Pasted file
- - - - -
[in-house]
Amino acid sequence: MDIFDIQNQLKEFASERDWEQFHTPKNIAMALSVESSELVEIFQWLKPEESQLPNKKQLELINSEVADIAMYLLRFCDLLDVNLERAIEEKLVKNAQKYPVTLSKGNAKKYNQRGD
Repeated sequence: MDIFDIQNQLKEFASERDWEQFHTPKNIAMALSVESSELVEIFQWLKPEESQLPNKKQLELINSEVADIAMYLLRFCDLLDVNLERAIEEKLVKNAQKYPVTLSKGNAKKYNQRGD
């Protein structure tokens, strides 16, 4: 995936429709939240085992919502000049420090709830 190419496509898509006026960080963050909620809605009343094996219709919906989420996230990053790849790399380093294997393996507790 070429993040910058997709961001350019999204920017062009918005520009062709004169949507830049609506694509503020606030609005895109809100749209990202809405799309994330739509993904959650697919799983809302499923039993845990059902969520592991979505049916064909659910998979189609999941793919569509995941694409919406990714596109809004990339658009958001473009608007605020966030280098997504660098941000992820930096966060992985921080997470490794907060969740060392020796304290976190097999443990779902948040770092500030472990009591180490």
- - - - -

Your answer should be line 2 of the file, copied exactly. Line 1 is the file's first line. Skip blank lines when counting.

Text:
Amino acid sequence: MDIFDIQNQLKEFASERDWEQFHTPKNIAMALSVESSELVEIFQWLKPEESQLPNKKQLELINSEVADIAMYLLRFCDLLDVNLERAIEEKLVKNAQKYPVTLSKGNAKKYNQRGD